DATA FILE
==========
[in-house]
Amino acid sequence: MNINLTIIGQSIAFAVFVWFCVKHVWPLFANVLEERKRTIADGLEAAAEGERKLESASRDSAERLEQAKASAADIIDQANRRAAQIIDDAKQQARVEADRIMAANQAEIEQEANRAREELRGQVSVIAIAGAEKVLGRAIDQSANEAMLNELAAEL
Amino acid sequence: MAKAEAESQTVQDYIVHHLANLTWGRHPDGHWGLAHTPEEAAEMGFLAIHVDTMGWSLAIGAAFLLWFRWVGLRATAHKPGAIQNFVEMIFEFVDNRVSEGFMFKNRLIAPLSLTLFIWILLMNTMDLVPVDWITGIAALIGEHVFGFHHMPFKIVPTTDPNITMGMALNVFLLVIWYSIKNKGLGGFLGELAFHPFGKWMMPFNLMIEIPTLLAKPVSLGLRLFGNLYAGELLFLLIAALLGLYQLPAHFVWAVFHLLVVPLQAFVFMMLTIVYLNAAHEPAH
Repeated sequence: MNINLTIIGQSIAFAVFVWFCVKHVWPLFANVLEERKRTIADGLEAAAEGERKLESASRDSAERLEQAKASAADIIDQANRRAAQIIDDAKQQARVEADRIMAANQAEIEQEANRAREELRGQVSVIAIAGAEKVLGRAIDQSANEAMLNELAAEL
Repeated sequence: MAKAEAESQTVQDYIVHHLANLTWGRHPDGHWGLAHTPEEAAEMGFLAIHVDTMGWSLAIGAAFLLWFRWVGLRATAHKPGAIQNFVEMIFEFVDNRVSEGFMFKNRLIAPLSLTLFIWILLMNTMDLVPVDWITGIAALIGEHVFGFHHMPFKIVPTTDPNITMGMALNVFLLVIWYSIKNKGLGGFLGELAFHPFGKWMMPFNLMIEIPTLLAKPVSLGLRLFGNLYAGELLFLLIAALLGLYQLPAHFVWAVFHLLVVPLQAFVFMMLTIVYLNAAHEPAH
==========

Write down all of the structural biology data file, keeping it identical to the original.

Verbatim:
[in-house]
Amino acid sequence: MNINLTIIGQSIAFAVFVWFCVKHVWPLFANVLEERKRTIADGLEAAAEGERKLESASRDSAERLEQAKASAADIIDQANRRAAQIIDDAKQQARVEADRIMAANQAEIEQEANRAREELRGQVSVIAIAGAEKVLGRAIDQSANEAMLNELAAEL
Amino acid sequence: MAKAEAESQTVQDYIVHHLANLTWGRHPDGHWGLAHTPEEAAEMGFLAIHVDTMGWSLAIGAAFLLWFRWVGLRATAHKPGAIQNFVEMIFEFVDNRVSEGFMFKNRLIAPLSLTLFIWILLMNTMDLVPVDWITGIAALIGEHVFGFHHMPFKIVPTTDPNITMGMALNVFLLVIWYSIKNKGLGGFLGELAFHPFGKWMMPFNLMIEIPTLLAKPVSLGLRLFGNLYAGELLFLLIAALLGLYQLPAHFVWAVFHLLVVPLQAFVFMMLTIVYLNAAHEPAH
Repeated sequence: MNINLTIIGQSIAFAVFVWFCVKHVWPLFANVLEERKRTIADGLEAAAEGERKLESASRDSAERLEQAKASAADIIDQANRRAAQIIDDAKQQARVEADRIMAANQAEIEQEANRAREELRGQVSVIAIAGAEKVLGRAIDQSANEAMLNELAAEL
Repeated sequence: MAKAEAESQTVQDYIVHHLANLTWGRHPDGHWGLAHTPEEAAEMGFLAIHVDTMGWSLAIGAAFLLWFRWVGLRATAHKPGAIQNFVEMIFEFVDNRVSEGFMFKNRLIAPLSLTLFIWILLMNTMDLVPVDWITGIAALIGEHVFGFHHMPFKIVPTTDPNITMGMALNVFLLVIWYSIKNKGLGGFLGELAFHPFGKWMMPFNLMIEIPTLLAKPVSLGLRLFGNLYAGELLFLLIAALLGLYQLPAHFVWAVFHLLVVPLQAFVFMMLTIVYLNAAHEPAH